The change of cross-section of a rod changes the radius to which it will bend. Rods of variable cross-section in bending-active shell structures could possibly open up the variety of shapes that can be achieved, for example leading to elastic gridshells with increased usable space thanks to more vertical shapes near the ground. The ICD/ITKE bending-active structure is such an example. Using the concept of target shape, rods of variable cross-section and computation form finding and structural optimization tools, this workshop will explore new shapes of bending-active structures, both physically and computationally. Getting more control on the final geometry of such computationally form-found structures creates new opportunities for designers and structural engineers to build beautiful and efficient structures. The workflow will be tested with the construction of a wooden arc lamp, offering some hands-on experience with bending-active structure to the participants. The lamps will be on exhibition during the conference.
Expected Skill Level: Familiarity with Rhino and Grasshopper
Pierre Cuvilliers, Paul Mayencourt and Caitlin Mueller
Pierre Cuvilliers is a structural engineer and designer who draws from his passion for mechanics, computation, and architecture to create innovative structural solutions. He completed his undergraduate studies and M.Sc. at Ecole Polytechnique and Ecole des Ponts, and practiced for one year as a facade engineer at T/E/S/S. His master thesis focused on using elastic gridshells as formwork for concrete shells, and the generation of equilibrium shapes for such structures. At MIT, he is building the computational tools and theories that tightly connect architectural design to structural principles and optimization, for bending-active structures and other typologies that require design through form-finding. He proposed new comparison and calibration strategies for the models and form-finding methods used in bending-active structures, and is integrating the outcomes to create fast optimization loops for shape-guided form-finding. These tools are used as often as possible his construction projects.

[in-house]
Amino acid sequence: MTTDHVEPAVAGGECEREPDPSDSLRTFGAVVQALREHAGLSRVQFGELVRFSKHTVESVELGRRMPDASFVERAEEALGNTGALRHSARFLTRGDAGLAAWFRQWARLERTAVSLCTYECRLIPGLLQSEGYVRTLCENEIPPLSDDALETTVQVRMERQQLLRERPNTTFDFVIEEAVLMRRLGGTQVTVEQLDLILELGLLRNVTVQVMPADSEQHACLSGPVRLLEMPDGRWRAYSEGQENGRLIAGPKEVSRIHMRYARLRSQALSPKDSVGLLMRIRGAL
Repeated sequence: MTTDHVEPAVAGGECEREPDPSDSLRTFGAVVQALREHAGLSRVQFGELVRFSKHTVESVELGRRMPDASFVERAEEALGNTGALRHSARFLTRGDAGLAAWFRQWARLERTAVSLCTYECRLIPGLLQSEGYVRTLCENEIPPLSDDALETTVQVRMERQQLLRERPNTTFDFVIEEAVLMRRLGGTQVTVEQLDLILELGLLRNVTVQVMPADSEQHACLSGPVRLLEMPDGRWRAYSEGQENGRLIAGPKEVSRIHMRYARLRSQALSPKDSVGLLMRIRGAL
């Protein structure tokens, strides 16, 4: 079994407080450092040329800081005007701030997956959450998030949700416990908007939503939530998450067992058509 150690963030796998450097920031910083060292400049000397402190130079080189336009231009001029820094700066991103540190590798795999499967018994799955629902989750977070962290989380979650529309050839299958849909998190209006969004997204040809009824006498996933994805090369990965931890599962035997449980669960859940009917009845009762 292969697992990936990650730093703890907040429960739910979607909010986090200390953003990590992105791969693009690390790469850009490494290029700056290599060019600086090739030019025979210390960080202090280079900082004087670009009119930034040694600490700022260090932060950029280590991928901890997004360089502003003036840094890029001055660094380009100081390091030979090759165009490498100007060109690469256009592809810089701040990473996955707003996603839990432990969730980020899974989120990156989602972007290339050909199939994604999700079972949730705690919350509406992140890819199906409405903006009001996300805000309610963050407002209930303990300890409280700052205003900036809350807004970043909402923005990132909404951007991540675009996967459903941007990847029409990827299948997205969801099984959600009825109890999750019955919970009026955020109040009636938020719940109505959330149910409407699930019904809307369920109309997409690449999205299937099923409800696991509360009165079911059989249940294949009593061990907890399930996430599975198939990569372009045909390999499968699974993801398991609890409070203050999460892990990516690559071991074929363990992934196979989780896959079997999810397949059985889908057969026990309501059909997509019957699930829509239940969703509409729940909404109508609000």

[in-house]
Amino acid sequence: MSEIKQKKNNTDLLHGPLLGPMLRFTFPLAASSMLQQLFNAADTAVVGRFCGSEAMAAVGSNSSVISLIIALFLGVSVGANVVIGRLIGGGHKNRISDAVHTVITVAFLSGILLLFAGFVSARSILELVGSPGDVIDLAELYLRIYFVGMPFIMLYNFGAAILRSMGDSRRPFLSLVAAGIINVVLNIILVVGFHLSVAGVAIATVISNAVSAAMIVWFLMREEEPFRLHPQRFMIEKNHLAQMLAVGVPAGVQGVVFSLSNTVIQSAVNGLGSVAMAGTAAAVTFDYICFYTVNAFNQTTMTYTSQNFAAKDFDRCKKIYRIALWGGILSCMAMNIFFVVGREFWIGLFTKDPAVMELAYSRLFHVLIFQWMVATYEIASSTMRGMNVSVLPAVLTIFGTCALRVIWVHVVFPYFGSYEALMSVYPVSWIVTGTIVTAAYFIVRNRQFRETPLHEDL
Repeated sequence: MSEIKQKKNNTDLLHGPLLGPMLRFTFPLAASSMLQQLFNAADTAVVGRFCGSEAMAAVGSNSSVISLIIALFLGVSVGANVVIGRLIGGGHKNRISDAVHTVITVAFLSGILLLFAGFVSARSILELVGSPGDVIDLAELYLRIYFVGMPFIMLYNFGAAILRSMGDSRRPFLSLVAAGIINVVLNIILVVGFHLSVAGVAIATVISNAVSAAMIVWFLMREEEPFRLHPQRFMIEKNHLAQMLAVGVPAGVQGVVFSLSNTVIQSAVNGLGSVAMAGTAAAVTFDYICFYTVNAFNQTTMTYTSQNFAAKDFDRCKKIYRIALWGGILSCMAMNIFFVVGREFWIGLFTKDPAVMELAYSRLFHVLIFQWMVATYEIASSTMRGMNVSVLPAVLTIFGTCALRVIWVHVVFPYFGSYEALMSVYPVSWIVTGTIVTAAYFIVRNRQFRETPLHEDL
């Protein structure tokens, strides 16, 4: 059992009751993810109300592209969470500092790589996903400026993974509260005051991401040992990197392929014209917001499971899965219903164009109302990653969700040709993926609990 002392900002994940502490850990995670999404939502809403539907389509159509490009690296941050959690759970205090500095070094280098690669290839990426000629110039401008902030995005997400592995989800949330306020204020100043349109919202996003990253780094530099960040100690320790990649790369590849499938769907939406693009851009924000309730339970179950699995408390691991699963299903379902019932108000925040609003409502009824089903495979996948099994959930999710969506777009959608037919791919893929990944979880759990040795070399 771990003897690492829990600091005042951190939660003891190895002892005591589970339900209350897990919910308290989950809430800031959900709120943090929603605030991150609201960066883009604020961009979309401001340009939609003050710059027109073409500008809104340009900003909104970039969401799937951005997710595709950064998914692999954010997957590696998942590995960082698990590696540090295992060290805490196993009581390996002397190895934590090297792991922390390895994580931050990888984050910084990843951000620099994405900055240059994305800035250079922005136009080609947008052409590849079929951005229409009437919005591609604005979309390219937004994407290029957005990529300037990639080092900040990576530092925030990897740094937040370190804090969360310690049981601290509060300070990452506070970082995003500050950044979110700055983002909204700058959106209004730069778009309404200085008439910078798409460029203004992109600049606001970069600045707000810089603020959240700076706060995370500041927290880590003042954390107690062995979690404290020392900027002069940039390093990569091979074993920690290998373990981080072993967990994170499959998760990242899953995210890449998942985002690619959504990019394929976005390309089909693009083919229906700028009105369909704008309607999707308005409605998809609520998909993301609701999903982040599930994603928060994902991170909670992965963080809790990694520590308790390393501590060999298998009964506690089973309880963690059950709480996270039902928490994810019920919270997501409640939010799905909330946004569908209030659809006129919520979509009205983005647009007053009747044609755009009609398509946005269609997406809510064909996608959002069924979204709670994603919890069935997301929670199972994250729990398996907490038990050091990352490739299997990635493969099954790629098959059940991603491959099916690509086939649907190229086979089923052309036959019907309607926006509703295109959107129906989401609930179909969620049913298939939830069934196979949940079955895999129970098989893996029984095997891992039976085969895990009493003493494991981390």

Paul Mayencourt is a PhD student in Building Technology at MIT. He completed his undergraduate studies at EPFL in Lausanne and his M.Sc. in structural engineering at ETH Zurich, Switzerland. In his research, Paul explores structural optimization and digital fabrication methods to shape timber beams in order to reduce their structural mass. He is also a wood worker and enjoys building wooden furniture. Prior work includes research on digital fabrication of timber folded plate structures at IBOIS – EPFL, and several years as a practicing bridge engineer in Zurich, Switzerland.
Caitlin Mueller is an academic who works at the intersection of architecture and structural engineering. She is currently an Assistant Professor at the Massachusetts Institute of Technology’s Department of Architecture and Department of Civil and Environmental Engineering, in the Building Technology Program, where she leads the Digital Structures research group. Professor Mueller earned a PhD in Building Technology from MIT, a SM in Computation for Design and Optimization from MIT, a MS in Structural Engineering from Stanford University, and a BS in Architecture from MIT, and has practiced at several architecture and engineering firms across the U.S., most recently as a structural designer at Simpson Gumpertz & Heger in Boston.